Mark and Matthew II
Comparative Readings: Reception History, Cultural Hermeneutics, and Theology
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Publisher: JCB Mohr (Paul Siebeck)
Number of Pages: 426
Width: 24.4 cm
Height: 16.5 cm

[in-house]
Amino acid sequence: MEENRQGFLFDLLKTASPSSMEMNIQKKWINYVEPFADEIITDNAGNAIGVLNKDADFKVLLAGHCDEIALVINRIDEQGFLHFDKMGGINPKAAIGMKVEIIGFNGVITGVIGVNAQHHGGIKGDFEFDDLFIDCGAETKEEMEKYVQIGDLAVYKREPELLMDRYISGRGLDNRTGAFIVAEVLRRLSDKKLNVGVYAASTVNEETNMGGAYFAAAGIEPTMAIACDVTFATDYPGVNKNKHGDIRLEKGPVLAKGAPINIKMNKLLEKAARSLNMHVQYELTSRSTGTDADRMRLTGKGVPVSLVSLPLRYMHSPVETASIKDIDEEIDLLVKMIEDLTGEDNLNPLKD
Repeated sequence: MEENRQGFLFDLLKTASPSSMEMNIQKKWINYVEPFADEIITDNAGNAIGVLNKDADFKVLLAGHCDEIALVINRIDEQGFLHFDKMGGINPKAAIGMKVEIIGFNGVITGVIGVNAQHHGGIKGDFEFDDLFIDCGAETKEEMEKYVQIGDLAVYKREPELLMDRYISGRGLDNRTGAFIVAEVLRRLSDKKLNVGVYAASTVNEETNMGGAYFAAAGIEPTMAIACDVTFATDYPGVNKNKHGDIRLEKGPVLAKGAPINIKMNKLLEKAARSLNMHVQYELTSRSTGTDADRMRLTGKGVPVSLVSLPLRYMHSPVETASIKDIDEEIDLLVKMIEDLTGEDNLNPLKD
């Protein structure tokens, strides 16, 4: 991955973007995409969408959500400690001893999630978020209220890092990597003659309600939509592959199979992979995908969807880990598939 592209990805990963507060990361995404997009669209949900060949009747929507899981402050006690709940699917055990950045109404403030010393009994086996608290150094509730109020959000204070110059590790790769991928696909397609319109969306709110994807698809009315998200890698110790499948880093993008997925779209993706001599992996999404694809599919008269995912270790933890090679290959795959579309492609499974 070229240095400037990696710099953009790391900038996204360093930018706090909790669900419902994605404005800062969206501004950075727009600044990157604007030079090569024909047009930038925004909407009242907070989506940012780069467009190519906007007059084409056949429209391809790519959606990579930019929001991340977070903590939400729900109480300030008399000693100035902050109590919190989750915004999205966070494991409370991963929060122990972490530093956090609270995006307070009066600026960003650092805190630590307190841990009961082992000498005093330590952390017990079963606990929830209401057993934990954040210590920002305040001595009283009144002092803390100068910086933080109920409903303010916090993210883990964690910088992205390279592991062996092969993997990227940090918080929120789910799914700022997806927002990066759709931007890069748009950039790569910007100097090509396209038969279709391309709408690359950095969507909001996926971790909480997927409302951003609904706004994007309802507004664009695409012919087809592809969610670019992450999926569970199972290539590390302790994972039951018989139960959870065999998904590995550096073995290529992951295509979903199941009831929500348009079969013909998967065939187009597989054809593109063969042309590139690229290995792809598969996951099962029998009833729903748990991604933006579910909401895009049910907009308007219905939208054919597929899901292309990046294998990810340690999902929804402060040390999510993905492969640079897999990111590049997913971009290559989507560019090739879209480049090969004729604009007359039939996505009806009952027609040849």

Sustained, comparative Synoptic studies do not stand alone methodologically in the humanities, but belong to a more general trend within cultural studies as well as in the humanities more broadly. Textual interpretation involves approaching specific texts composed more often than not by individual authors. In these texts, however, are embedded a myriad of conscious and unconscious relationships to historical and contemporary events, people, and other texts likewise connected historically and contemporaneously. In-depth understanding of a text evolves, therefore, almost by necessity from multi-perspectival comparative approaches rather than from readings taking a more isolated focus as point of departure. The Mark and Matthew project, of which the present study is the second volume, aims at taking seriously such more general insights and applying them to the earliest Gospels in order to stimulate new research and a deeper understanding of these two texts individually and as parts of a common discursive setting. In the present volume, the goal has been to shed light on the interpretation and use of the earliest Gospels from the first to the twenty-first century, with special focus on cultural hermeneutics and theology. The dynamics of interpretation, including the role played by history, methodology, religion, and politics, are taken into consideration, shedding light on distinctive aspects of the human endeavour to understand and use sacred text in context. One of the characteristics of the interpretive effort that is highlighted through this approach is the fact that texts are silent until we, their readers, give them voice; that meaning and use happen in the interplay between history and the present, residing never in one place alone, but rather in the dynamic space embracing both text and reader.